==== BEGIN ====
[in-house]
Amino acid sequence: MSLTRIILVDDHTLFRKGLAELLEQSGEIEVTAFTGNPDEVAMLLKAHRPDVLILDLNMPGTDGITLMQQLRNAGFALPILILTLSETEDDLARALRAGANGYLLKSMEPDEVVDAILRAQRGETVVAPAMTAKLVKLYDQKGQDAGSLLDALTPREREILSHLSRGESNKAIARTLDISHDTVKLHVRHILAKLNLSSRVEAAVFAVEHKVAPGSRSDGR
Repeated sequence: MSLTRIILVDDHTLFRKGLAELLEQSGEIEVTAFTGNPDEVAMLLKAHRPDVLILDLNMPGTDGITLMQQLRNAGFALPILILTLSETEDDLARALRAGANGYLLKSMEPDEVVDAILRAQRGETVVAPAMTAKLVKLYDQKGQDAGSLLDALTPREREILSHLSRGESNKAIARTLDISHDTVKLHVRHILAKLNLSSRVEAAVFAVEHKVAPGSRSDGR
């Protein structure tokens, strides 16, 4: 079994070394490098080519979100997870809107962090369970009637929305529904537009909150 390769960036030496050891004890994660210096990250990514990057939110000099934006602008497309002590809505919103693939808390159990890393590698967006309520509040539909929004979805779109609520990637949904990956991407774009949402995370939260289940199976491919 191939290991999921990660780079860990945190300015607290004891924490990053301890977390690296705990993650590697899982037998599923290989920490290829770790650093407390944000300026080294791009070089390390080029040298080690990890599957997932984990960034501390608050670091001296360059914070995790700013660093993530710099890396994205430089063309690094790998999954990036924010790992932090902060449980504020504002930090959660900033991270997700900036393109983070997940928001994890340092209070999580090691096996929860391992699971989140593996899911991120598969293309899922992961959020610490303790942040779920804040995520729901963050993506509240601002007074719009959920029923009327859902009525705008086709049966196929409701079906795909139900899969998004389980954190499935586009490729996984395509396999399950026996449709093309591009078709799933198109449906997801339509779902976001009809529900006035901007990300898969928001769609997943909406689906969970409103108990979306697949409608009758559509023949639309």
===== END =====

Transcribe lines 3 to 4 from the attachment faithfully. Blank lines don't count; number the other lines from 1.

Repeated sequence: MSLTRIILVDDHTLFRKGLAELLEQSGEIEVTAFTGNPDEVAMLLKAHRPDVLILDLNMPGTDGITLMQQLRNAGFALPILILTLSETEDDLARALRAGANGYLLKSMEPDEVVDAILRAQRGETVVAPAMTAKLVKLYDQKGQDAGSLLDALTPREREILSHLSRGESNKAIARTLDISHDTVKLHVRHILAKLNLSSRVEAAVFAVEHKVAPGSRSDGR
């Protein structure tokens, strides 16, 4: 079994070394490098080519979100997870809107962090369970009637929305529904537009909150 390769960036030496050891004890994660210096990250990514990057939110000099934006602008497309002590809505919103693939808390159990890393590698967006309520509040539909929004979805779109609520990637949904990956991407774009949402995370939260289940199976491919 191939290991999921990660780079860990945190300015607290004891924490990053301890977390690296705990993650590697899982037998599923290989920490290829770790650093407390944000300026080294791009070089390390080029040298080690990890599957997932984990960034501390608050670091001296360059914070995790700013660093993530710099890396994205430089063309690094790998999954990036924010790992932090902060449980504020504002930090959660900033991270997700900036393109983070997940928001994890340092209070999580090691096996929860391992699971989140593996899911991120598969293309899922992961959020610490303790942040779920804040995520729901963050993506509240601002007074719009959920029923009327859902009525705008086709049966196929409701079906795909139900899969998004389980954190499935586009490729996984395509396999399950026996449709093309591009078709799933198109449906997801339509779902976001009809529900006035901007990300898969928001769609997943909406689906969970409103108990979306697949409608009758559509023949639309």